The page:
There are also niche festivals to highlight different genres. Horror Film Festivals are a great way to have your horror film judged against other films like it. The Wild and Scenic Film Festival offers events for activism in filmmaking. Lastly, there are Short Film Festivals that just focus on shorts, like the Palm Springs Film Festival in 2020, which are great opportunities for your short film to be seen.
Entering film festivals can also help hone your marketing skills as you fill out applications and try to “sell” your film to the programmers. Learning how to write loglines for festivals and essentially pitch yourself, your project, and your story, is invaluable. Even if you are rejected from every single festival, it’s important to keep trying! We have some helpful film marketing tips on this blog post.
Also, if you win a festival you’ve entered, that adds credibility to your film and can become a great piece for your marketing campaign. If you win an award at The Boston Film Festival, for example, you can put that award on your posters and other advertisements for your film, and it can make getting into other festivals easier.
Film festivals offer great opportunities for your film to be seen. Sometimes putting your project on Vimeo or YouTube is not enough to get people to watch it. Festivals offer a captive audience and a chance to have people see your work.
Even if you don’t win, your story might compel someone in the audience to join your team or make their own project. The chance to have an audience can sometimes be enough to make the price of admission worth it.
Winning awards will build your cachet and reputation. Isn’t it enticing to be able to market yourself as an award-winning filmmaker?
It is important to make sure the festivals that are granting these awards are reputable. You can ensure they are by looking at how many years they’ve been operating and if they have a physical event.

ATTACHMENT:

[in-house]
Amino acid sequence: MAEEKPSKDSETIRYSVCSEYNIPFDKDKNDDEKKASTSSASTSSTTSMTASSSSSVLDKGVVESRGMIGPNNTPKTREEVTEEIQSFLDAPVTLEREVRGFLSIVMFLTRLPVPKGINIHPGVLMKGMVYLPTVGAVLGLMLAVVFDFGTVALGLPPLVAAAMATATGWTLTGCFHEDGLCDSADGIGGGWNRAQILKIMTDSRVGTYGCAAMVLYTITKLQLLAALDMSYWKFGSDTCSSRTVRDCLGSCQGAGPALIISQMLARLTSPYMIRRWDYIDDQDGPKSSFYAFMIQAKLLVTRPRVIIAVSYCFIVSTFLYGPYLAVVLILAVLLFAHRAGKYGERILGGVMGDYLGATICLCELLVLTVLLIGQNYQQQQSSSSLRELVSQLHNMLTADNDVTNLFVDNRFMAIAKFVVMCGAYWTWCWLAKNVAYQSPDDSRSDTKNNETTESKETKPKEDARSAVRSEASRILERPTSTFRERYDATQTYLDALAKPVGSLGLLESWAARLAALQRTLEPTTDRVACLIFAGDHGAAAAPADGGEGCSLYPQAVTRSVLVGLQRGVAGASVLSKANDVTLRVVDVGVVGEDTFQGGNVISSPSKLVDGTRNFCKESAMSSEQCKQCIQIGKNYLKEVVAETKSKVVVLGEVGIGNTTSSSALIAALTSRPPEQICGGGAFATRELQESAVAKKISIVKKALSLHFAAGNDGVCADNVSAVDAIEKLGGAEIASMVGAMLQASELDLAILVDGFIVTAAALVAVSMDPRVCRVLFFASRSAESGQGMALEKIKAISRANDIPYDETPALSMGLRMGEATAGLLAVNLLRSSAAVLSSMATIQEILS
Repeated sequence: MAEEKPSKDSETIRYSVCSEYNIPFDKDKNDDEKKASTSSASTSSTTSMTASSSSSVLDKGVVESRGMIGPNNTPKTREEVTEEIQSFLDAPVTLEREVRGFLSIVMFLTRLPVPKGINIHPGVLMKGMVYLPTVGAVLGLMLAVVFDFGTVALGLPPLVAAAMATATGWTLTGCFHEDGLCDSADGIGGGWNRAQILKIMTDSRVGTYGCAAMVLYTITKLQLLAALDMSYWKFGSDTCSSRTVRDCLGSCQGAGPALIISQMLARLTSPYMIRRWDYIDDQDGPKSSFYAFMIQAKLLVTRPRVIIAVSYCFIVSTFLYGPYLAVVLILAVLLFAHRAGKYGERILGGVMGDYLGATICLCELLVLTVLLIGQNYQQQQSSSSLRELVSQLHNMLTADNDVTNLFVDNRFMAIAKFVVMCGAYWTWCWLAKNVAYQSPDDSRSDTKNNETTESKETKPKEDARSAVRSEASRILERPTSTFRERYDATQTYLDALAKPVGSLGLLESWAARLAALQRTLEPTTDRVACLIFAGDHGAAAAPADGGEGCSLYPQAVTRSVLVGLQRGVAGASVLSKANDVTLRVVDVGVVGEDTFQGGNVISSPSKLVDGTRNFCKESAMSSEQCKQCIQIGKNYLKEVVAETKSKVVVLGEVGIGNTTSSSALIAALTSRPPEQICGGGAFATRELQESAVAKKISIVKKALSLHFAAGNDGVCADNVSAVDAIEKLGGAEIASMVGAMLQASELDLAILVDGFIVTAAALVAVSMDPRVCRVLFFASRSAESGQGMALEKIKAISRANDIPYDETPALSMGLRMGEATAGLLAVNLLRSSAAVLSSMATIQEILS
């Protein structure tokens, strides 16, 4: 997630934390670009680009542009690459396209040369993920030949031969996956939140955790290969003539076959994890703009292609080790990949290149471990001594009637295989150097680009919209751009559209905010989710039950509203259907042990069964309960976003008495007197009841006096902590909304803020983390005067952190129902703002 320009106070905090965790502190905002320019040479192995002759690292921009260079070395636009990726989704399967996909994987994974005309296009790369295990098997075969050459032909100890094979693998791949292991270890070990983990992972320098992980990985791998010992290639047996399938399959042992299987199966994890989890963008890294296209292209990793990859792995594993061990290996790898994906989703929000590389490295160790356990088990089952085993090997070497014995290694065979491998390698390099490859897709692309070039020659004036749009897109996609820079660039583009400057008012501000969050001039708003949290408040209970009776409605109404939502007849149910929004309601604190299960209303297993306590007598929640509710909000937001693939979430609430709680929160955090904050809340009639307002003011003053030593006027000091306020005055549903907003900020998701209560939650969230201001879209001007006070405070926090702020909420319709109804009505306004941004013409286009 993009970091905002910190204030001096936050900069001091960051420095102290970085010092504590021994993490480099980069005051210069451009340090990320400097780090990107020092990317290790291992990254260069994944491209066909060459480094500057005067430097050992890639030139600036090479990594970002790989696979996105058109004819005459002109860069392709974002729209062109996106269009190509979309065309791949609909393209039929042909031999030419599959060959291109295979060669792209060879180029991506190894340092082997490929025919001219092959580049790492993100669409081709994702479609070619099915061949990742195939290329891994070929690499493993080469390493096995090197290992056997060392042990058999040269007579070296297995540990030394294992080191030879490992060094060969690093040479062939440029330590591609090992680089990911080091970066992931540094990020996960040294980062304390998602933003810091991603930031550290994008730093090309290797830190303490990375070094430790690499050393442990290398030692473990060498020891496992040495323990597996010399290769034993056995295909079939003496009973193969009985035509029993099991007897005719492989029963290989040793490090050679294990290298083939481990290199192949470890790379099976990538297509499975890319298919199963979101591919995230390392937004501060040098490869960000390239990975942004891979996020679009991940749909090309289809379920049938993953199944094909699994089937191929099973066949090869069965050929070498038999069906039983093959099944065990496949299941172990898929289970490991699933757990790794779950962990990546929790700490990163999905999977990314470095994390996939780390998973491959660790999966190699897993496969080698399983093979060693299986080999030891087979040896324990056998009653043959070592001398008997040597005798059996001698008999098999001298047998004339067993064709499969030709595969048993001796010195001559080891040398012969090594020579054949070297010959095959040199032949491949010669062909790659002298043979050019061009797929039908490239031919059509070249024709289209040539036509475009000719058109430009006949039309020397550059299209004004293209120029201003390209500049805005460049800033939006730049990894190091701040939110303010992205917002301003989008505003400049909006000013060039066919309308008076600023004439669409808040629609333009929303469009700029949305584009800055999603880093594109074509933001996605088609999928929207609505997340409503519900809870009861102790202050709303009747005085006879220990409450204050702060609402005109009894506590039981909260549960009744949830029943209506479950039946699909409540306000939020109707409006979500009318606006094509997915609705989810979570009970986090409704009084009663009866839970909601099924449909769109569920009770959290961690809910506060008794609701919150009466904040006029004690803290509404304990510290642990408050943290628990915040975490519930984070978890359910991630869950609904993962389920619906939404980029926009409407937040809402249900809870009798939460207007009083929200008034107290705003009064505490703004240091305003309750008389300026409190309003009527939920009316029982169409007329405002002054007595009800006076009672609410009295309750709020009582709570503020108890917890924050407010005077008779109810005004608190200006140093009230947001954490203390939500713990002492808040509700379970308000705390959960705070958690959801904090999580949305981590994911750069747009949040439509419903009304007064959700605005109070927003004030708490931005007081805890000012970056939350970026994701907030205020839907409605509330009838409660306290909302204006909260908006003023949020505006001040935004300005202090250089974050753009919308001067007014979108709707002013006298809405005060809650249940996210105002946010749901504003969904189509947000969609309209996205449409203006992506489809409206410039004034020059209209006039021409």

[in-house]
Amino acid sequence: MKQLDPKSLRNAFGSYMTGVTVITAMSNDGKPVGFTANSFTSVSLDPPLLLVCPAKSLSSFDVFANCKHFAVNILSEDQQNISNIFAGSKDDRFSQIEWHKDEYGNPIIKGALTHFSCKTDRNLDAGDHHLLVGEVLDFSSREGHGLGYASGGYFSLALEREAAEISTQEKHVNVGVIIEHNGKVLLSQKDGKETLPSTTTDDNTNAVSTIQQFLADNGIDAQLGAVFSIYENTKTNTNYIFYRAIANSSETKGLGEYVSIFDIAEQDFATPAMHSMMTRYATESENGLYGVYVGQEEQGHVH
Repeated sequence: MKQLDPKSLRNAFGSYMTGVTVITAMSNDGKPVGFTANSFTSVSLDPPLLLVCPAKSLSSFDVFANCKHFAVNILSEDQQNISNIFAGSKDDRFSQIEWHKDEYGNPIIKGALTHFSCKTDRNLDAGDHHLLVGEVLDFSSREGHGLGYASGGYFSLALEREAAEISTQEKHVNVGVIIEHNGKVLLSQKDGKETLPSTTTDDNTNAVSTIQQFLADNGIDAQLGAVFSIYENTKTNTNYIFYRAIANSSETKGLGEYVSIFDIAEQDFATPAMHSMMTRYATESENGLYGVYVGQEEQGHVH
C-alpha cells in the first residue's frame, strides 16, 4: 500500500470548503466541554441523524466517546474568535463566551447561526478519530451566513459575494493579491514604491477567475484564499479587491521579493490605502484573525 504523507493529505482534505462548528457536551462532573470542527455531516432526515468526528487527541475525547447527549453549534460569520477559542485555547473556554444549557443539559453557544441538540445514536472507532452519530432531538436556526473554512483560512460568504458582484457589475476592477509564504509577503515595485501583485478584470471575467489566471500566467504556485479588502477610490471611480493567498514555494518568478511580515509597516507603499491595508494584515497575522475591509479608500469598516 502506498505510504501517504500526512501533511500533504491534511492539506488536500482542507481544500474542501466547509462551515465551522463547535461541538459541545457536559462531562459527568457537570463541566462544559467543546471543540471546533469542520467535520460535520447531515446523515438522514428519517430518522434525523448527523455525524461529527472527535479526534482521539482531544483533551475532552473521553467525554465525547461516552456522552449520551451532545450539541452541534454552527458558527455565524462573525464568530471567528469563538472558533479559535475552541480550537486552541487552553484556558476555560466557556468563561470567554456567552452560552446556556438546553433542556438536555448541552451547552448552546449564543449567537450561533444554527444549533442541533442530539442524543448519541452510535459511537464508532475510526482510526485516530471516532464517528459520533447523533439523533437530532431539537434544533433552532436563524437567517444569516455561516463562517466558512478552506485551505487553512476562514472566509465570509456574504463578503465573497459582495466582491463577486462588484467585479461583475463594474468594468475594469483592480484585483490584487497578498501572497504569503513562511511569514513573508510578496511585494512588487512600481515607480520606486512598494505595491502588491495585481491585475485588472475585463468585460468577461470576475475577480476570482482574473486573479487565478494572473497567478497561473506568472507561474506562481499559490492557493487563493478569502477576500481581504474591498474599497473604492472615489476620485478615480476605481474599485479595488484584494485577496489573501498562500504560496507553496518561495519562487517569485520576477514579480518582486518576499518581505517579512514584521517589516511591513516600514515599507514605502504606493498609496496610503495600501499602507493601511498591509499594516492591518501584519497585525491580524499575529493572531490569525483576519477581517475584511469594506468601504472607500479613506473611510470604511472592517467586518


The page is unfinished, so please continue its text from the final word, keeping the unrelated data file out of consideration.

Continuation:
That’s not to say all first-year festivals are not reputable, but there are scams out there, so be careful and vet every opportunity to which you submit your work.
Winning awards will also help the marketability of your film, which can help you win more awards!
Festivals are also great resources for having your film reviewed. When your film is playing at the right venue in the right kind of festival for it, you have a better chance of getting it accurately reviewed. A great review can get you press coverage as well as a potential distribution deal.
If any of these perks interest you, here is a StudioBinder article of all of the best film festivals for 2020.
While traveling to festivals might not be possible any time soon there are still plenty of festivals that could be local to you.
If you’re on the western side of Canada then the Banff Mountain Film Festival might be worth your entry.
If you’re in the south of the United States the Atlanta Film Festival is happening in September 2020 in Downtown Atlanta. Or the New Orleans Film Festival run by the New Orleans Film Society might be a great place to showcase your work.
If you’re in the mid-west United States the Chicago Film Festival is happening October 14-25 2020.
If the east coast of the United States is local for you the Philadelphia Film Festival is also happening in October.
If none of these places are close to you, a quick search of festivals in your area could help you decide where to enter. If you’ve found that entering a film festival is worth it and you need the funds to work on your project or submit to festivals check out our funding opportunities.